He was prepared for a repeat of Norman’s line of questioning yesterday and had answers ready.

7. Dr RUSSEL NORMAN (Green) to the Minister of Trade : Will the New Zealand Parliament be able to modify the text of the Trans-Pacific Partnership Agreement if the Government signs the TPPA; and is it Parliament or Cabinet that ratifies the TPPA?

Hon TODD McCLAY (Acting Minister of Trade): I welcome the question from the member. The Cabinet Manual and the Standing Orders set out the procedure for Parliament’s examination of international treaties, and, as with all international treaties, Parliament is not able to amend parts of a treaty. However, Parliament has significant involvement prior to ratification of an agreement. Although it is the executive that ratifies treaties, Parliament has an important role to play in the treaty examination process. The executive will only ratify a free-trade agreement after Parliament’s completion of treaty examinations.

Dr Russel Norman : So would a correct summary of the Minister’s answer be that the New Zealand Parliament is not able to modify the text of the Trans-Pacific Partnership agreement once the Government has signed it, and that it is Cabinet, not Parliament, that ratifies the treaty?

Hon TODD McCLAY : As with my first answer, the rules around this, in so far as the Cabinet Manual and the Standing Orders are concerned, are clear. But it is correct to say that no one single country can amend an agreement unilaterally and therefore not one of the 12 countries can amend the agreement, should agreement on the Trans-Pacific Partnership be reached. This is the same with agreements that we sign up to under the World Trade Organization and the UN. It is also important, I think, to note that for New Zealand the reason this is something that is in place is so that any hard-fought gains that we receive through that negotiation cannot be changed following agreement.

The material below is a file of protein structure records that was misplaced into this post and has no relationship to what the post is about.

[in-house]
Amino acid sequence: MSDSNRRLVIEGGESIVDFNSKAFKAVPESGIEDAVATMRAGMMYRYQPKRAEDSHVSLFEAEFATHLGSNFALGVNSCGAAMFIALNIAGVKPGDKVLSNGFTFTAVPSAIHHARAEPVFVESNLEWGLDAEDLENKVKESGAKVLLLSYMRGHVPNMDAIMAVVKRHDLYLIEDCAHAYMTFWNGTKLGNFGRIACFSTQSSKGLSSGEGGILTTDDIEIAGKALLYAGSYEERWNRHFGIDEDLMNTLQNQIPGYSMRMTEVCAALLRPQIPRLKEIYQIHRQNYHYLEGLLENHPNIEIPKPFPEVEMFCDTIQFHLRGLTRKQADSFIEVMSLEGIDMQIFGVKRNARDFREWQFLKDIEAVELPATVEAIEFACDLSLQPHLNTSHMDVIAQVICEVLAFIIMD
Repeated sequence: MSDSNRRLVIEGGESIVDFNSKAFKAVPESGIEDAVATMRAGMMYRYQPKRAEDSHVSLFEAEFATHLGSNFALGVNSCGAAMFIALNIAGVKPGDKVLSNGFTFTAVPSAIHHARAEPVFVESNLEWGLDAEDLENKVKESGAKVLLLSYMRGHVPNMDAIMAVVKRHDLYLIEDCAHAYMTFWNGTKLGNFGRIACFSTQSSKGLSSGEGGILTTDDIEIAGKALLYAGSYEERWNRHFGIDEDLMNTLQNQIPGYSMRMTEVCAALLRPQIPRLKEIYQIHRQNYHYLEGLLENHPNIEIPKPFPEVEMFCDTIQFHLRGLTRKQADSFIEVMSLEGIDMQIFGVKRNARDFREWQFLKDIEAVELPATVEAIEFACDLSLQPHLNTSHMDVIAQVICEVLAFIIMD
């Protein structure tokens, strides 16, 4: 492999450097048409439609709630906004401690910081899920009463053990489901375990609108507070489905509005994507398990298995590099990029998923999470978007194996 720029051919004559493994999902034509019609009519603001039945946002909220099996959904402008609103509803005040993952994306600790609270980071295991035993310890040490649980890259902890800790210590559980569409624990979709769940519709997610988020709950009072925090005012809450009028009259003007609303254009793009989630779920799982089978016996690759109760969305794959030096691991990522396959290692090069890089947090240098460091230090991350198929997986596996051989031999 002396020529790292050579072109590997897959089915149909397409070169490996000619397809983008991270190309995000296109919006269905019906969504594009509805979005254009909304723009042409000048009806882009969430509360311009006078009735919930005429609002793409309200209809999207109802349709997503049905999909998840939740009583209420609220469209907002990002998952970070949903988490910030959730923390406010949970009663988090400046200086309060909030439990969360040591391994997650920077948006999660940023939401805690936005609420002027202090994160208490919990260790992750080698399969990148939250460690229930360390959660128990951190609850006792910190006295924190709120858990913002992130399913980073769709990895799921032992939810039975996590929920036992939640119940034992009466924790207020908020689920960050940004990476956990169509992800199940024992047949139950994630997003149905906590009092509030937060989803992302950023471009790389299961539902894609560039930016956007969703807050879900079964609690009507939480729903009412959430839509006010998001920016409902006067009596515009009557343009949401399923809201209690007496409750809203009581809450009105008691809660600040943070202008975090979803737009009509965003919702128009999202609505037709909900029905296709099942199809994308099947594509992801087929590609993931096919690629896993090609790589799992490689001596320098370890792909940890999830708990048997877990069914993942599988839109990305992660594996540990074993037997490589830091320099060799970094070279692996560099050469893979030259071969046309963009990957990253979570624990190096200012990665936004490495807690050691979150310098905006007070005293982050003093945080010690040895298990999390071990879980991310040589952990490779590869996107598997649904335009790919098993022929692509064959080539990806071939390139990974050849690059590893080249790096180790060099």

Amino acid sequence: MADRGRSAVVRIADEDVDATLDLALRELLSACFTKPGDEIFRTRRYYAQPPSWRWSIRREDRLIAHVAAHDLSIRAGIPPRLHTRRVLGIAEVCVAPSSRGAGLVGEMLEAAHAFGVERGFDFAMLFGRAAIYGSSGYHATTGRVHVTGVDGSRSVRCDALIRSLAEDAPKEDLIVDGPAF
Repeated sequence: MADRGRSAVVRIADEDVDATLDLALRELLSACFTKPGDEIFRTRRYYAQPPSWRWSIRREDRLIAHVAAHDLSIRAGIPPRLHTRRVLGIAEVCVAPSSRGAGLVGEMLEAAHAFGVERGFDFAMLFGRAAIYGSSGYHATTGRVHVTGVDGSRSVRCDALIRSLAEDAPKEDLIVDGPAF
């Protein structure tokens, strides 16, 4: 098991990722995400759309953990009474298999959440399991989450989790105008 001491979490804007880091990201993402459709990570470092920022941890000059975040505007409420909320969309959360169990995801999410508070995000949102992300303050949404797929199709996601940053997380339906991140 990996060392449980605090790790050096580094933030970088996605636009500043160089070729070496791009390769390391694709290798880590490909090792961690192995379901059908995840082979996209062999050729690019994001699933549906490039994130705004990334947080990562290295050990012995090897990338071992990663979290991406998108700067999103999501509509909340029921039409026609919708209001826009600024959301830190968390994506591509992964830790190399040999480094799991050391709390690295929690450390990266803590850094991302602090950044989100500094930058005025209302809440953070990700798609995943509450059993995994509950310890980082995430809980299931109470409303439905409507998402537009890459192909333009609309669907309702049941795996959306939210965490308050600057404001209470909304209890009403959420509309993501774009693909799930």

Dr Russel Norman : Does it strike him as a particularly democratic process when the elected members of the House of Representatives have no ability to influence the negotiation because it is done in secret, elected MPs cannot modify the agreement once it has been signed in secret by the Government, and nor does Parliament have any decisive say over whether New Zealand ratifies the agreement?

Hon TODD McCLAY : It strikes me that this is the same procedure that has been followed for a number of agreements that have gone through this Parliament—indeed, it is the same procedure that took place in the China free-trade agreement, the Hong Kong agreement, and, most recently, the Korean agreement. But I would say, as has been publicly stated, that if the Trans-Pacific Partnership is agreed, we are likely to see a different procedure in the way that it is followed through in this Parliament than was the case with China. It will be close to the Korean agreement, where the agreement was available prior to signing. Certainly, the parliamentary process must be finished before ratification will take place.